Depending on the place of its initiation, resorption is classified as internal or external. Two types of external resorption may be listed, namely inflammatory and replacement resorption. The first type results in loss of the dental tissue and its weakening, the second obliterates the canal. According to its location, external location is classified as type A located in the crown, type B located in the root canal, type C which ultimately leads to perforation of the root canal wall, and type D where the pulp chamber is perforated. External resorption is classified into surface resorption, replacement resorption, and ankylosis. On the root surface it may involve the cervical area, the central area, or the periapical area (1, 3, 11, 17).
According to Andreasen, the consequences of teeth damage due to trauma may include various forms of external resorption, i.e. surface (repair-related) resorption, resorption related to infection (inflammatory), or to ankylosis (replacement resorption, bone fusion), as well as transient destruction of the bone in the periapical area/the marginal region.
The damage of the root surface without the exposure of the dentinal tubules or compromising the cementoblast layer allows for self-regeneration, i.e. spontaneous reconstruction of Sharpey’s fibres and the cementum, thus facilitating the repair of localized, slight sinus tracts. When an inflammatory factor contributes, the resorption process is enhanced, which is referred to as inflammatory resorption, occurring when at the same time the pulp is infected, and the damage to the root results in the exposure of the dentinal tubules. Endodontic therapy aimed at removing the source of bacteria is the most appropriate course of treatment. When there is no bacterial factor present, yet the root surface damage is extensive (> 4 mm2), the bone’s remodelling properties are enhanced. Consequently, the tooth fuses with the bone, and thus replacement resorption occurs. Injuries resulting in the compression of the periodontal ligament may cause transient changes in the marginal periodontium or the periapical tissues, which is referred to as transient apical breakdown (TAB). This type of resorption of the damaged periodontal tissue precedes spontaneous regeneration. In a clinical examination, granulomatous tissue in the gingival socket may be found. Radiographic images, in turn, show transient widening of the apical opening, or an atrophy of the bone/dental tissue. An increased blood supply to the pulp through the widened apical opening is thus facilitated in TAB, and its regenerative properties are enhanced (14).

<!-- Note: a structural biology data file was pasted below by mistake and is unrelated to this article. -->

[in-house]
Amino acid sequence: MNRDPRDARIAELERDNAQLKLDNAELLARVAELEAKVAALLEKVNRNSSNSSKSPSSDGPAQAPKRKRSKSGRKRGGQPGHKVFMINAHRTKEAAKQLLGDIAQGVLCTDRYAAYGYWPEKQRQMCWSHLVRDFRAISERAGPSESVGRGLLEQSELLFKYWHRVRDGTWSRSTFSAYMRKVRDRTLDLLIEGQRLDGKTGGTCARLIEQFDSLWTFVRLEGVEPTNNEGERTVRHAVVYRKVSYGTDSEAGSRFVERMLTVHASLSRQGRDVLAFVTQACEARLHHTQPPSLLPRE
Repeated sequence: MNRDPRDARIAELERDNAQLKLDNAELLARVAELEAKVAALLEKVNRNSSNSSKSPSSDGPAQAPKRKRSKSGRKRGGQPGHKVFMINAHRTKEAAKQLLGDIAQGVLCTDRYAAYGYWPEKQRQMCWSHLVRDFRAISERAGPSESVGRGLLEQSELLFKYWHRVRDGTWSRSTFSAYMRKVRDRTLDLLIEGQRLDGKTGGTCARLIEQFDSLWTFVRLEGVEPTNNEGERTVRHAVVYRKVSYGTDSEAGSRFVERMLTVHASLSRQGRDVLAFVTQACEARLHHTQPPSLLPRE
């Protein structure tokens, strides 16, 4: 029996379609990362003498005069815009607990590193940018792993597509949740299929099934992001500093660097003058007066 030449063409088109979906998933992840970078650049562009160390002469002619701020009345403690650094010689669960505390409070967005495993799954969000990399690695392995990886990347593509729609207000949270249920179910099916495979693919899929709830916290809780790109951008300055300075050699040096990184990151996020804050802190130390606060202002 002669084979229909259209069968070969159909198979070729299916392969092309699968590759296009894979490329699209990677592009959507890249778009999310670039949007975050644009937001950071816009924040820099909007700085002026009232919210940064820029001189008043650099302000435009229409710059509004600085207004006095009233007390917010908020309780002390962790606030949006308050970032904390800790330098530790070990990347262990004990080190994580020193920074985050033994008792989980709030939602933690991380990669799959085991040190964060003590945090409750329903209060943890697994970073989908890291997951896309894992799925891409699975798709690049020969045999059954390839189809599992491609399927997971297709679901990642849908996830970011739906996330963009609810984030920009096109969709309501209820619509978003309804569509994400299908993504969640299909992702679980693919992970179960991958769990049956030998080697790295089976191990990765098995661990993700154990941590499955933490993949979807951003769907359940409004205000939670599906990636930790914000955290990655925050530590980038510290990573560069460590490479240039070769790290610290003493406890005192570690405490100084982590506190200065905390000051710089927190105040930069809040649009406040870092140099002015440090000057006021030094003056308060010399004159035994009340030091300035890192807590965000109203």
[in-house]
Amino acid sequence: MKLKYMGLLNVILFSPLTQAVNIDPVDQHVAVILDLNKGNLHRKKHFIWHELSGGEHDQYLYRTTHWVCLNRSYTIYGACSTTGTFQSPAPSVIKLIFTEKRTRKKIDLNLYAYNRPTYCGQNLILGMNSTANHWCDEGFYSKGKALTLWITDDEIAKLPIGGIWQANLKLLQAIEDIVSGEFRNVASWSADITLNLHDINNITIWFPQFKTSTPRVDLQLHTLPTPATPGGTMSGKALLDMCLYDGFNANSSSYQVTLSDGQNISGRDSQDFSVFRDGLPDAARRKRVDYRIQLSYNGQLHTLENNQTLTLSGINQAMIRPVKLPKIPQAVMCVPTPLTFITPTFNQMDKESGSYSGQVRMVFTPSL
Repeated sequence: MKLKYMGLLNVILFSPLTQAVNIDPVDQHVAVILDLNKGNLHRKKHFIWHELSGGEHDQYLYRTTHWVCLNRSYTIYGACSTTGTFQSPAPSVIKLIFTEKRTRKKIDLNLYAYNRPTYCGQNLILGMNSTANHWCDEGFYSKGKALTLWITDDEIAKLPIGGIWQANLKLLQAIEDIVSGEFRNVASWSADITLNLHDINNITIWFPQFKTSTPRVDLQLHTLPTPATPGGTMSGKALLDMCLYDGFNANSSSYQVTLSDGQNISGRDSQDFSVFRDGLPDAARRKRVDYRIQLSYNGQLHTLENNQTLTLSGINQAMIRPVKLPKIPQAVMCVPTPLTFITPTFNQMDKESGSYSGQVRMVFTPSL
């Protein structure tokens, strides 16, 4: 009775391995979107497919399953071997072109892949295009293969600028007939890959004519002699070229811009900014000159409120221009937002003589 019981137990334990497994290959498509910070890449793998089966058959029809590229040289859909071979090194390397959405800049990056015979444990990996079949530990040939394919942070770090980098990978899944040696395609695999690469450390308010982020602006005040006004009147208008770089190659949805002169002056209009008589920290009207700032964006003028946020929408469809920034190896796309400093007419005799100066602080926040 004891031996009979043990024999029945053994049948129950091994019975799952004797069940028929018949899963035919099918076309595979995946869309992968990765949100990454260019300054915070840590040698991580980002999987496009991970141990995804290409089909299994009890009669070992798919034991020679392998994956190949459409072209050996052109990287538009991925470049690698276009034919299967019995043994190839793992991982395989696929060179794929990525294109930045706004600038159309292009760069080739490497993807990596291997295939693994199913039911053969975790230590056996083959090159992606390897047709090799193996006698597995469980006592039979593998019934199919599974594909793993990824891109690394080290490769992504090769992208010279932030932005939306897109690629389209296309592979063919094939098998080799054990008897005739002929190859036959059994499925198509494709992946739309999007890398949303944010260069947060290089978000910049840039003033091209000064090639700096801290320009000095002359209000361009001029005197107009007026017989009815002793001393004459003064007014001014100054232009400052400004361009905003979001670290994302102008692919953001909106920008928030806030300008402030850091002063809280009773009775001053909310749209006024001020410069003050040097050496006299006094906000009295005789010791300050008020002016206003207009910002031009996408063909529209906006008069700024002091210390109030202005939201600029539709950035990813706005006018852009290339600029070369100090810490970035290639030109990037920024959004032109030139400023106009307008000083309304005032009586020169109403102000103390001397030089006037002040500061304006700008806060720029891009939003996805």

The underlying causes of internal resorption include chronic inflammatory conditions of the pulp, treatment by amputation or direct coverage, and traumatic factors (iatrogenic, such as overheated pulp or ill-fitted filling). Additionally, the general factors stimulating this type of resorption include herpes zoster virus, parathyroid hyperactivity, hypertension, vitamin deficiency (particularly vitamin A deficiency). External resorption may be caused or facilitated by chronic inflammation of apical tissue, orthodontic treatment, dental trauma, replantation, whitening of non-viable teeth, pressure rendered by the adjacent teeth, periodontal diseases, radiotherapy, systemic diseases (such as Paget’s disease, Gaucher’s disease, Turner’s syndrome, Kabuki syndrome) (2, 3, 11, 18, 19).
The symptoms characteristic of resorption may be mentioned:
– discolouration of the dental crown when the sinus tract is located in the crown portion of the tooth. The highly vascularized connective tissue is visible through the thin layer of dental tissue, particularly in the cervical area,
– spontaneous pain and a purulent condition in the case of advanced perforating internal resorption, owing to the infected tissue from the dental cavity being transferred to the periodontal tissues,
– dental cavity visible in radiographs or in CBCT scans (cone beam computer tomography). A number of characteristic signs of internal resorption that differentiate it from external resorption have been described, including the regularity and the smoothness of the cavity borders, uniformly dense radiolucence of an oval or round shape smoothly extending into the chamber or canal wall, symmetrically located relative to canal lumen, x-ray angulation does not affect the location of the radiolucence,